A recent study in The Journal of American Medicine found that children exposed to even moderate levels of lead can experience a lasting reduction in IQ, with effects persisting well into middle age.
Continue reading The devastating effects of childhood lead exposure could last a lifetime →
Wine is spoiled grape juice. It’s old squished grapes mixed with yeast that get you drunk. But lots of people have a lot of things to say about wine, and maybe you’ve wondered what it is that gets them so jazzed over rotten grapes. Well, a lot of their enjoyment comes from biology, chemistry and psychology, as well as the kinds of molecules that travel from the glass into your body.
Continue reading How to Drink Wine the Right Way, According to Science →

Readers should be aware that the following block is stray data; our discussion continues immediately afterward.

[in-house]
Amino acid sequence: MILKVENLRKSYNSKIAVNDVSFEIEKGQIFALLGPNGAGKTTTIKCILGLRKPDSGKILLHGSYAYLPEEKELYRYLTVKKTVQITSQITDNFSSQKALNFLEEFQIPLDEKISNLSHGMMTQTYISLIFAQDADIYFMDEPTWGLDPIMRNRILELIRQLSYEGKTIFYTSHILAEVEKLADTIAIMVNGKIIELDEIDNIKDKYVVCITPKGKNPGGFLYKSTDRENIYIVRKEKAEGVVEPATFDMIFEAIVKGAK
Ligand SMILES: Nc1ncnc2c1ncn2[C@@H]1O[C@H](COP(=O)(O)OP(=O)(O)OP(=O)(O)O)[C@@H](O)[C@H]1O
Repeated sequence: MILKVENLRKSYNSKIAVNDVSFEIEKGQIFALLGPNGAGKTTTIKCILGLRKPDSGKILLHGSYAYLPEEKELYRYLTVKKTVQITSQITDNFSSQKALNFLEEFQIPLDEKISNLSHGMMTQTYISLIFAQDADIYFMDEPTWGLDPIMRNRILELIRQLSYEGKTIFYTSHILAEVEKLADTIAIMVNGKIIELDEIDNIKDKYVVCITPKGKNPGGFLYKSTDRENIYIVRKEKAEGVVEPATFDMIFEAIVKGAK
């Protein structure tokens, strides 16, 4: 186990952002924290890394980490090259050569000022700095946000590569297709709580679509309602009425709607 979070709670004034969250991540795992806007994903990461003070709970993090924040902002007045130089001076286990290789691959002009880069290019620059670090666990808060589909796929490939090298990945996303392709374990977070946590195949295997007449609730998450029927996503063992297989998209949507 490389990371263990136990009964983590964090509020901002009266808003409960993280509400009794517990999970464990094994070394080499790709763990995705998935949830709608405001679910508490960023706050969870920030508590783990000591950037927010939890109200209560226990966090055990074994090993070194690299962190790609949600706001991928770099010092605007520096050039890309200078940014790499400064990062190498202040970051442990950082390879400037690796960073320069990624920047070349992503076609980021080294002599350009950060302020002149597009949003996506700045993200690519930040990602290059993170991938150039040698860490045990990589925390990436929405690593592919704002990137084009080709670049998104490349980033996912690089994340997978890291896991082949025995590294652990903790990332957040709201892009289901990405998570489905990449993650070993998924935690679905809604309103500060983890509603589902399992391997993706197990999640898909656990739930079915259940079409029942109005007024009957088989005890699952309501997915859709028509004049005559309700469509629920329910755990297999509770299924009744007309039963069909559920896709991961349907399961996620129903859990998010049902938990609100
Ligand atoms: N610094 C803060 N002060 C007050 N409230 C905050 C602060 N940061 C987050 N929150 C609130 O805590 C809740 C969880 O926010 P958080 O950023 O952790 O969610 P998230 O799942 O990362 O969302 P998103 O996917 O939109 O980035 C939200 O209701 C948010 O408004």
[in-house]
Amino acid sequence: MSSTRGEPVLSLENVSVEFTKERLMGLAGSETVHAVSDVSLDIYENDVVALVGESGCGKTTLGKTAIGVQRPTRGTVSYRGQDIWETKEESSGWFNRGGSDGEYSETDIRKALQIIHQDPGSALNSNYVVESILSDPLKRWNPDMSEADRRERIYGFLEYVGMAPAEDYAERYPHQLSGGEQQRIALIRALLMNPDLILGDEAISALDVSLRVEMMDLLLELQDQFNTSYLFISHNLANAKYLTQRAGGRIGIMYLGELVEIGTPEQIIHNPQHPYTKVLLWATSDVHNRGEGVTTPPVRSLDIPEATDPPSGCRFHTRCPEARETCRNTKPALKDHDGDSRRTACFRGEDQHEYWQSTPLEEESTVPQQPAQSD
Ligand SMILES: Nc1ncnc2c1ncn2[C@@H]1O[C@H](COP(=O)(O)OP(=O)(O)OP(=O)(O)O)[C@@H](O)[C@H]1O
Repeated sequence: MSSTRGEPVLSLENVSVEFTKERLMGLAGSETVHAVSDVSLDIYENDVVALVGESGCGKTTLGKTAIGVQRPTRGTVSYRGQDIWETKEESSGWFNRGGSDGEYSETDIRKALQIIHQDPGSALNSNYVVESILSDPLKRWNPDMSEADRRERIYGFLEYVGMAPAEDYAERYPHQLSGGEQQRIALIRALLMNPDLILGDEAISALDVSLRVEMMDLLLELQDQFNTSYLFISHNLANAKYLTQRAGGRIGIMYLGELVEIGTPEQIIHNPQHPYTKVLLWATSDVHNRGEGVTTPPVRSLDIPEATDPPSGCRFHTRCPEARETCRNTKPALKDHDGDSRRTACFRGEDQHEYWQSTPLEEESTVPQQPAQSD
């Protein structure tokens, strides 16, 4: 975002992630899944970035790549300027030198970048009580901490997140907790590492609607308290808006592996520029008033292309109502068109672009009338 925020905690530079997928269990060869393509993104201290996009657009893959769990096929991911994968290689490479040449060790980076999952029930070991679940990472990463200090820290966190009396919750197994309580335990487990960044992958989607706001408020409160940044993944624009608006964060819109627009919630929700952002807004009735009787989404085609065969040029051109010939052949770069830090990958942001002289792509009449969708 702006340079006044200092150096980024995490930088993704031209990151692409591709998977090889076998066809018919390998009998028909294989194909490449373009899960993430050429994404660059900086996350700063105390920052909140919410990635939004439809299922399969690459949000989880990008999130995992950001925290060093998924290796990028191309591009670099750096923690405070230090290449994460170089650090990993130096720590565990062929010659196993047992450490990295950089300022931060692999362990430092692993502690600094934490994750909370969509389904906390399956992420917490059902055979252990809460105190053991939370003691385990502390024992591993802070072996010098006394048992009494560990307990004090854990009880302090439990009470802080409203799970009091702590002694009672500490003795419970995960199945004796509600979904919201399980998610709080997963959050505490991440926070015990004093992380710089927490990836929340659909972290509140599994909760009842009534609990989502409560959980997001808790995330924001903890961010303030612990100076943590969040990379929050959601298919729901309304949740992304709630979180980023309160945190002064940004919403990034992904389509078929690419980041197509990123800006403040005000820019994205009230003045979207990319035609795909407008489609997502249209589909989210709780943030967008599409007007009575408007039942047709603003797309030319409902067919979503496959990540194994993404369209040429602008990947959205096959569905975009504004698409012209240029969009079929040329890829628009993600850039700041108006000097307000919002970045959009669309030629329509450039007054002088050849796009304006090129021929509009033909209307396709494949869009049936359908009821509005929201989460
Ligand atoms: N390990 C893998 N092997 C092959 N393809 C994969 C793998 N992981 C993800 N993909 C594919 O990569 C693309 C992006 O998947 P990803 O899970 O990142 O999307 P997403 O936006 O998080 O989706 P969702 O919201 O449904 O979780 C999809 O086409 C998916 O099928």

NOT UNLIKE THE ant-decapitating fly and the satanic leaf-tailed gecko, the fang blenny’s name does not disappoint. This tiny fish wields two massive teeth that it uses to gouge chunks out of much larger fish and, in a bind, scrap its way out of the grasp of a predator. And one particular group of fang blenny even injects venom, just like a snake, to give its attackers that extra what-for.
Continue reading The Fanged Fish That Drugs Its Enemies With Opioids →
CNN commentator Angela Rye had no patience for former Congressman Joe Walsh (R-Ill.) when he said the bar was lowered for President Barack Obama because of his race.
Continue reading Angela Rye Goes In on Former Congressman For Saying “Bar Was Lowered For Obama” →
In 2009, Kerry McPhail descended Jacques Cousteau-style towards the Axial Volcano, inside the cramped, 30-year-old little submarine DSV Alvin, with a pilot and another scientist. Three hundred miles off the coast of Oregon, they were collecting tubeworms, bacterial mats and bivalves living near a deep sea volcanic vent. These samples could potentially yield new pharmaceutical compounds—and in turn, new chemical cures and desperately needed antibiotics that are yet undiscovered.
Continue reading The Hunt for Undiscovered Drugs at the Bottom of the Sea →